When collecting fragmentation information, Spotlight runs a DBCC SHOWCONTIG command on each selected index. Note that running DBCC SHOWCONTIG on large tables can take a long time and can put significant load on your server.
For information about the Fragmentation statistics displayed on the Fragmentation page, see the DBCC SHOWCONTIG topic in the Transact-SQL Reference section in Microsoft SQL Server Books Online.
Types of Fragmentation
The following types of fragmentation can occur in SQL Server tables: Internal and External fragmentation.
is the term used when your index pages have a lot of free space in them. In this case each index page is only partially used and the index takes up more disk space than it really needs. Extra I/O operations will be required to read the same number of index entries. Note that creating indexes with high Fill Factor values will cause internal fragmentation.
is the term given to the case where the logical order of the pages does not match the physical order on disk, or when the extents belonging to the table are not contiguous. This case only affects performance when SQL Server does ordered scans of all or part of the table or index. Examples of operations that could require ordered scans are Range queries (WHERE Column between X and Y, Where Column > z etc) and some join, sort and grouping operations.
External Fragmentation can be categorized into the following types: Logical and Extent.
Logical Scan Fragmentation
occurs when the logical order of the pages does not match the physical order on disk.
Extent Scan Fragmentation
occurs when extents that the index resides on are not contiguous.
Both internal and external fragmentation can occur when data is modified in the table (e.g. INSERT, UPDATE and DELETE statements). Because of these data modifications, pages can be split or merged together and the fullness of each page can vary over time. For queries that scan part or all of a table, fragmentation can cause additional page reads, which can degrade performance.
Fragmentation can impact performance in the following ways:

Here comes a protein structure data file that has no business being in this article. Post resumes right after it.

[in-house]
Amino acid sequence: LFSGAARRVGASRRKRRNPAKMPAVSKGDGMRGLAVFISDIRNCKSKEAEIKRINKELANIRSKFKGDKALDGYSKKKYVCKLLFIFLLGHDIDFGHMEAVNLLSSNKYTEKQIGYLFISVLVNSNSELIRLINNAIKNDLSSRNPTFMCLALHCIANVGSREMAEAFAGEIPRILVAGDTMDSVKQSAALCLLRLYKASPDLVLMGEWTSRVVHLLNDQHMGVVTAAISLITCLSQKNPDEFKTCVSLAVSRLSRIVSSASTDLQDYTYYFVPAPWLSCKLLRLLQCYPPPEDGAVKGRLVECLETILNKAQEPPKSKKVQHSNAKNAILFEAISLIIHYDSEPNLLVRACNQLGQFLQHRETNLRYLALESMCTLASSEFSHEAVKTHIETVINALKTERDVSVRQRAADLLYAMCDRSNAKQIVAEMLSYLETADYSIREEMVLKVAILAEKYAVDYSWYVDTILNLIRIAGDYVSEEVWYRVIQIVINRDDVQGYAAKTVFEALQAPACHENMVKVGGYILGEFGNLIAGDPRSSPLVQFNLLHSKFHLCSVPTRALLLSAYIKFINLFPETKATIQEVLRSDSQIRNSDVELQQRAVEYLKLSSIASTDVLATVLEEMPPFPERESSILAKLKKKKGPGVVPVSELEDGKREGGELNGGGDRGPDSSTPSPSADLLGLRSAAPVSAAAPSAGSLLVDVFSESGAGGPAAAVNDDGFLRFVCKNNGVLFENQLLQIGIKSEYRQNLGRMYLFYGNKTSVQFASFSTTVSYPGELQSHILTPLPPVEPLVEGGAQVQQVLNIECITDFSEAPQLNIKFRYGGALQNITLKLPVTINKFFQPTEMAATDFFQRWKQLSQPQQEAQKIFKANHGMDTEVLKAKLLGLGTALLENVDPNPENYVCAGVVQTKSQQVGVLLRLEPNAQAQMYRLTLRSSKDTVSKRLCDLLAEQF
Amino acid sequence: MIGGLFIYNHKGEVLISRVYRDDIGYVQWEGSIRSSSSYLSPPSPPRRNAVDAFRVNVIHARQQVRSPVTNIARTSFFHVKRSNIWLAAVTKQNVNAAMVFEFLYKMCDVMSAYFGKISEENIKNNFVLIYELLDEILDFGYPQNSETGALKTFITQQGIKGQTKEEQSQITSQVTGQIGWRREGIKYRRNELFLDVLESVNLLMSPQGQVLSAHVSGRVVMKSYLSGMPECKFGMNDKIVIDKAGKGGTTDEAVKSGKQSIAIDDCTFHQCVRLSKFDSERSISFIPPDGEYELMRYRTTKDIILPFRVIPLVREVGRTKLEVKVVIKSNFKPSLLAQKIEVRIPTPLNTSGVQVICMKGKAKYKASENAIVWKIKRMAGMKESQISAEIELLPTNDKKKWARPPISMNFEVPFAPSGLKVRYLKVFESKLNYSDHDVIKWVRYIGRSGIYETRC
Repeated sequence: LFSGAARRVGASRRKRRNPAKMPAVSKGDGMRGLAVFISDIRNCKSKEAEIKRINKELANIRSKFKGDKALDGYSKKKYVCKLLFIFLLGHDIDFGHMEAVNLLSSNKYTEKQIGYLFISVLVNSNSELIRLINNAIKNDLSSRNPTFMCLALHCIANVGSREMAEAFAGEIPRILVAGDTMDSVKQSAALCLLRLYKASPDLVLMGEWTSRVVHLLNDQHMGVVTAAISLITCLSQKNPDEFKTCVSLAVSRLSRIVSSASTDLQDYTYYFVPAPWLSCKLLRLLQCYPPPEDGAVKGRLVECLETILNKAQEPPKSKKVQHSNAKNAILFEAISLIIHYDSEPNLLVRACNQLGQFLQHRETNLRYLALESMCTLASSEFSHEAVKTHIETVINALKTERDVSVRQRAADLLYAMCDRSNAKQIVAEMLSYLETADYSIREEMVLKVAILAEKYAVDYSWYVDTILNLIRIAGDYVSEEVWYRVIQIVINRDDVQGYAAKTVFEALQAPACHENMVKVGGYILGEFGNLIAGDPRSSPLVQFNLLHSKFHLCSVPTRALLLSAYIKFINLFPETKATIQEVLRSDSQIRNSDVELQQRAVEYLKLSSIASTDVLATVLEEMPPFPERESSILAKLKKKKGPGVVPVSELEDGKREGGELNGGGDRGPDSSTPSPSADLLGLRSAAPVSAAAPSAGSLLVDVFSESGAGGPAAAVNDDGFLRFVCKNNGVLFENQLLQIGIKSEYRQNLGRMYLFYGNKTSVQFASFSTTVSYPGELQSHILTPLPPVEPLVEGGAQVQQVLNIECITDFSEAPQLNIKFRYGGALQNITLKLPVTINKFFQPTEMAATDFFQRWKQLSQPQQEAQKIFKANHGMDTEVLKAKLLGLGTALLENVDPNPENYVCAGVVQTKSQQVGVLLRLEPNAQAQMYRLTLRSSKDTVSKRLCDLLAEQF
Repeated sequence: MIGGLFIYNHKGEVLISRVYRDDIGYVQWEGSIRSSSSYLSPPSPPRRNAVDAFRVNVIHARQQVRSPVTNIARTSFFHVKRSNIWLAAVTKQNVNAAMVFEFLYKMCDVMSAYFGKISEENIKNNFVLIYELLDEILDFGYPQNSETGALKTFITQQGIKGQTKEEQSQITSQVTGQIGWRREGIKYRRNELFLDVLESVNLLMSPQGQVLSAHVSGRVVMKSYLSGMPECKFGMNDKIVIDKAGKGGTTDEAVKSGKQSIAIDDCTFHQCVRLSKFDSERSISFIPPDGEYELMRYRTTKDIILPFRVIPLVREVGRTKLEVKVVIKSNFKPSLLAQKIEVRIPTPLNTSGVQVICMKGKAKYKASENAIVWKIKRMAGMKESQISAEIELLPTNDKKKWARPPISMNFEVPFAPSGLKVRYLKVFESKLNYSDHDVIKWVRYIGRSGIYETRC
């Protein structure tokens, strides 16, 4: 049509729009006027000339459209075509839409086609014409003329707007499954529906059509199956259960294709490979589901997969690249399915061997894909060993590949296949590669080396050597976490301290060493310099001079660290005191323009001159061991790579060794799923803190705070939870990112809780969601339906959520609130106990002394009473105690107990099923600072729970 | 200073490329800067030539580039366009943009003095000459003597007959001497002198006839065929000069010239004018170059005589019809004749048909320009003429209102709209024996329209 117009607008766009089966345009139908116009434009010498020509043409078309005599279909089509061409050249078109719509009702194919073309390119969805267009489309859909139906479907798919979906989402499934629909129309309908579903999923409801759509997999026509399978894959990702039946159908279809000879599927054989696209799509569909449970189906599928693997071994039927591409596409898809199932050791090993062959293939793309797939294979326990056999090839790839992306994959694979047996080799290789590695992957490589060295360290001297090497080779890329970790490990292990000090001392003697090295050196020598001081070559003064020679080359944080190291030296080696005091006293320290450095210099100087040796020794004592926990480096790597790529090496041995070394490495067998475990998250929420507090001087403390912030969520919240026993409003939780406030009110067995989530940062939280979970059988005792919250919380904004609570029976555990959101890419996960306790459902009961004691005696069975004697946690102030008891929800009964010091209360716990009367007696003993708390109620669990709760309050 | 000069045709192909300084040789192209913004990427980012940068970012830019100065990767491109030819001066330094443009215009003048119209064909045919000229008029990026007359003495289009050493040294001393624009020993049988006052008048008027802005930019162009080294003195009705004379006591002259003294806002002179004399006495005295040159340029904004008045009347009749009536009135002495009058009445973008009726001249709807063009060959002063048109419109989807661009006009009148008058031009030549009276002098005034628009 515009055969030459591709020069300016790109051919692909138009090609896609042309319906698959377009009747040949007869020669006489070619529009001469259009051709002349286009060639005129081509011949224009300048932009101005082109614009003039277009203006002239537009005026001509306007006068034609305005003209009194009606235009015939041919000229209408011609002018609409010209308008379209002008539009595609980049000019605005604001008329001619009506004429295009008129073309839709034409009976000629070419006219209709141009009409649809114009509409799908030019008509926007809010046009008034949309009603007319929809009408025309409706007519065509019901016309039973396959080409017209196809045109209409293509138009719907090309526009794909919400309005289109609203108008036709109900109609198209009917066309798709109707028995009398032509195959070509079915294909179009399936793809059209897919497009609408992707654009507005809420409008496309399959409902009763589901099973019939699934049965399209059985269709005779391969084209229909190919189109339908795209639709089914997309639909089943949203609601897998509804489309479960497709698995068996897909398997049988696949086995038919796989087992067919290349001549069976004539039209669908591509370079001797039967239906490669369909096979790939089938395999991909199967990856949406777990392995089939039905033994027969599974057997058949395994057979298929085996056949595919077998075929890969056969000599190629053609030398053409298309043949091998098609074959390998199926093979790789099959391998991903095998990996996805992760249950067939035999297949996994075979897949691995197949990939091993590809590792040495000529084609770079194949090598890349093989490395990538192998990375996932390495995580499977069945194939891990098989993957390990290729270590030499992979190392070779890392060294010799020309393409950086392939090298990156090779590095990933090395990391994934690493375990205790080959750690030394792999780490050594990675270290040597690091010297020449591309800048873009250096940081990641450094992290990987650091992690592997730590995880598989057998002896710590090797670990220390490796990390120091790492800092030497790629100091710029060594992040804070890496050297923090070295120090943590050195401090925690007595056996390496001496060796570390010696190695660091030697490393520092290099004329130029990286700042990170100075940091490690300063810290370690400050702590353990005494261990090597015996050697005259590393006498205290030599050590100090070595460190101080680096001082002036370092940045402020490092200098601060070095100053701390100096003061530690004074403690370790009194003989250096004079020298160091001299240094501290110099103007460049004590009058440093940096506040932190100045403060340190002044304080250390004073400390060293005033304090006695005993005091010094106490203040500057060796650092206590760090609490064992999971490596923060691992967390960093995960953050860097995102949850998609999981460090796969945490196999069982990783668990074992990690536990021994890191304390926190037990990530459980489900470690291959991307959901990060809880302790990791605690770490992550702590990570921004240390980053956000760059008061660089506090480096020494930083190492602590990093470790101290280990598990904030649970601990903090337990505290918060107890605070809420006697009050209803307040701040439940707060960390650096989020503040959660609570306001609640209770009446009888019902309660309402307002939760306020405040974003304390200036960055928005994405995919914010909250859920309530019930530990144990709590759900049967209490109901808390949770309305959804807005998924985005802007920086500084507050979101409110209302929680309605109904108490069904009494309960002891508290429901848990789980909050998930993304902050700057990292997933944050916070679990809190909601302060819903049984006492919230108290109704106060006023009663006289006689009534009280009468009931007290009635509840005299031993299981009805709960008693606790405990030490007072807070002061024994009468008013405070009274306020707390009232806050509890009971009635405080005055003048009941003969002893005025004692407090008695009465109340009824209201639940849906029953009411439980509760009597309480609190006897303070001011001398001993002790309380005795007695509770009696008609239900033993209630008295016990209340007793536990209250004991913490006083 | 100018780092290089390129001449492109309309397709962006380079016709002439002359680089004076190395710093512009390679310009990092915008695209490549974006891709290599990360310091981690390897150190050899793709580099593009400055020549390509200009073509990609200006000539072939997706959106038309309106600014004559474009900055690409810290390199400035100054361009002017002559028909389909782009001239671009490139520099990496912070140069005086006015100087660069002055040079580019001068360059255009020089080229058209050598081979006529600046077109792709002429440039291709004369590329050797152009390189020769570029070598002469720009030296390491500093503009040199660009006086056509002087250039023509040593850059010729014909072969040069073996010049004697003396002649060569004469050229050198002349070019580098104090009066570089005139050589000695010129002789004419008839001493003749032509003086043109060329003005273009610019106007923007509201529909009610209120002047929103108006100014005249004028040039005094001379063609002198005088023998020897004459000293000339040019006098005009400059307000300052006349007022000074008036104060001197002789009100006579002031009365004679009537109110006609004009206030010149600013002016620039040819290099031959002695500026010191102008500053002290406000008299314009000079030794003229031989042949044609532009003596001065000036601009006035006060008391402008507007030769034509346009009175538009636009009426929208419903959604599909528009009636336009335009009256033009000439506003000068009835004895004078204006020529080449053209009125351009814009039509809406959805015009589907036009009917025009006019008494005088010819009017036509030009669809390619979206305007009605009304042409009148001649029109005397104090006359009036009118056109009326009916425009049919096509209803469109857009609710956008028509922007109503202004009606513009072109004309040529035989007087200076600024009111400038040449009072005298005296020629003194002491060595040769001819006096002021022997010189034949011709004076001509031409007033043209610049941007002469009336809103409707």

Less data on each page
High internal fragmentation causes less data to be stored on each page. This can degrade performance in the following ways: Firstly, for operations that must access many pages (such as table and index scans), the fact that there is wasted space on each page means that more pages have to be read to access the same amount of data. Secondly, when pages are loaded into SQL Server’s memory cache, more memory is required to hold the same amount of data (or conversely, less data can be held in the same amount of memory). This can cause lower buffer cache hit ratios and higher I/O rates. This second point can affect the performance of any SQL query, as it lowers the chance of finding required pages already in memory.
Table and Index scans
High external fragmentation can affect SQL Server performance only for full or partial table and index scans. When SQL Server has to read table or index pages in logical order, external fragmentation can cause SQL Server to perform extra I/O and processing. In general, if you do not do many table/index scans then external fragmentation will not cause performance problems. Most online, OLTP, or web applications use direct index lookups to access the required data in a few read operations. These types of applications will normally not suffer any performance degradation when the database has high external fragmentation.